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To find what affects the resistance of a piece of wire.

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Aim To find what affects the resistance of a piece of wire. Prediction I predict that as long as I increase the length of the wire, the resistance of it will increase. Wire is made up of particles that are all made up of atoms. The more wire there is, the more atoms there will be. This affects the resistance of the wire. Resistance is simply defined as the ease with which electrical current passes through a substance. If I were to predict what the graph would look like, it would be like this: The reason for this is that I believe if I double the length of the wire, the resistance of the wire will double. Inside a substance the atoms are constantly vibrating and, the more vibrating atoms there are, the greater the difficulty there is for the current to pass through it. Some of my prediction was based on my preliminary tests/trials. Length of wire (cm) Current (A) Voltage (V) 100 ==> 0.45 2.04 90 ==> 0.49 2.01 80 ==> 0.55 1.97 70 ==> 0.61 1.94 60 ==> 0.70 1.92 50 ==> 0.78 1.84 40 ==> 0.95 1.76 30 ==> 1.20 1.64 20 ==> ======== ======== I also think that there will be some kind of correlation between the resistance of the wire and its length. ...read more.


The reason for this is that alternating current would confuse the readings on the multi-meters. Variables We have been instructed only to vary the length of the wire, rather than anything else. From my rough trials I have decided to keep the voltage low in order to ensure that the wire does not get damaged, thus hindering the rest of the experiment. Results Length (cm) 1st Experiment Current 1st Experiment Voltage 2nd Experiment Current 2nd Experiment Voltage 3rd Experiment Current 3rd Experiment Voltage 100 0.39 1.91 0.40 1.90 0.42 1.91 95 0.41 1.88 0.44 1.87 0.43 1.89 90 0.43 1.86 0.46 1.86 0.45 1.87 85 0.45 1.85 0.48 1.84 0.47 1.85 80 0.47 1.83 0.49 1.81 0.49 1.83 75 0.49 1.82 0.50 1.80 0.51 1.81 70 0.51 1.81 0.52 1.78 0.53 1.79 65 0.55 1.79 0.55 1.75 0.55 1.76 60 0.58 1.77 0.57 1.73 0.57 1.75 55 0.62 1.75 0.60 1.72 0.59 1.73 50 0.63 1.73 0.62 1.70 0.61 1.71 45 0.66 1.70 0.64 1.67 0.67 1.69 40 0.75 1.64 0.74 1.64 0.72 1.63 35 0.81 1.60 0.80 1.61 0.79 1.58 30 0.89 1.56 0.87 1.57 0.85 1.56 I gathered these three sets of results; I decided to gather three sets to ensure that I have got an accurate enough average for each one. ...read more.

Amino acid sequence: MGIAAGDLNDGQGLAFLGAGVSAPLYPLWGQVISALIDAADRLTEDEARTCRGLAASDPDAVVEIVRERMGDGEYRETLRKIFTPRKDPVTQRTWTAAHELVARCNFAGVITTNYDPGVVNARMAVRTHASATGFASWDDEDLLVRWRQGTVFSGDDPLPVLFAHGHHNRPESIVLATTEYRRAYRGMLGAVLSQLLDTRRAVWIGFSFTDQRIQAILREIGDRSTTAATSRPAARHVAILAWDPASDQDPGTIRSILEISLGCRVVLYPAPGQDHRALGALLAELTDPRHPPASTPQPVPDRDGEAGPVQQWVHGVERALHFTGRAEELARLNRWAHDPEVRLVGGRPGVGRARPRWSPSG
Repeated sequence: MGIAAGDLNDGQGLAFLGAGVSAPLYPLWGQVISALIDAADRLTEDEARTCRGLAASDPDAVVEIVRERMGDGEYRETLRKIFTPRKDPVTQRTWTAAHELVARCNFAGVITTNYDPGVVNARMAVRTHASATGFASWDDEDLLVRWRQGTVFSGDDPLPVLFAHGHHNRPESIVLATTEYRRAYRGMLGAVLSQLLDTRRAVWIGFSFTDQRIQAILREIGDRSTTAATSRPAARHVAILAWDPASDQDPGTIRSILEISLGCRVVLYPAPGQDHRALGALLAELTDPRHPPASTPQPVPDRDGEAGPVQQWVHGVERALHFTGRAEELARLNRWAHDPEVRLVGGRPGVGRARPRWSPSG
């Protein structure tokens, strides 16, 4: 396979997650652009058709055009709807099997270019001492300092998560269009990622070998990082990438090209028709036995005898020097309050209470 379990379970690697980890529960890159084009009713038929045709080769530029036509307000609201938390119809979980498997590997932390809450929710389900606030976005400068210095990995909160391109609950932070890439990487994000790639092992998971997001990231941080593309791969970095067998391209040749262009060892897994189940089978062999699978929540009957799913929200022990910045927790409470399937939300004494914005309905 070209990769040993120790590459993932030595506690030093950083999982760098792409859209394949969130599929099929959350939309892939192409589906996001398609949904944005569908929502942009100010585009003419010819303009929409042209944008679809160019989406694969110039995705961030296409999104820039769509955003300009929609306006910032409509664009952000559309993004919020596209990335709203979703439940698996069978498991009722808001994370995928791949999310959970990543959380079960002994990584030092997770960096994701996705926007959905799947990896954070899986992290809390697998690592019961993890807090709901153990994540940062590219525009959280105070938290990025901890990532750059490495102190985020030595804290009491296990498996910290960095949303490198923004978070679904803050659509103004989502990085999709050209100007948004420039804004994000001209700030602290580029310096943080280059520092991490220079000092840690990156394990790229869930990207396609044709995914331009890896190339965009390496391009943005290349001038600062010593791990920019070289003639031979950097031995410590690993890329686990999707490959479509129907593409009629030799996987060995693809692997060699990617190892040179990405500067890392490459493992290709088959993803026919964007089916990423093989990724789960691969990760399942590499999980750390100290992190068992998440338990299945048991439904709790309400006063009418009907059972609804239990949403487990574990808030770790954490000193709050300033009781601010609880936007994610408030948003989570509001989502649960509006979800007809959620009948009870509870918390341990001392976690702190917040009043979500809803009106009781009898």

the wire cool down before the next experiment, however, I neglected to compensate for the fact that as the resistance of the wire got higher, so to did the heat of the wire, which in turn meant that I needed to allow the wire more time in which to cool down. In order to rectify this mistake, I would need to measure the temperature of the wire before the experiment, and then ensure that I allow it to return to that temperature before each new test. There is however a disadvantage to this, as it wastes valuable time waiting for the wire to cool, and our time was limited. I could extend my work further by investigating other factors that would affect the resistance of a piece of wire, such as it cross-sectional area, and I could also experiment with different types of metals. It would be interesting to compare these results with those from a metal such as nichrome, which has a very high resistance. I could also use the notion of particle vibration in my other two investigations, which would give me a definite answer as to weather my theory about particle vibration is correct. Matthew Young 11JSM2 Physics Investigation Mr.Rayfeild ...read more.

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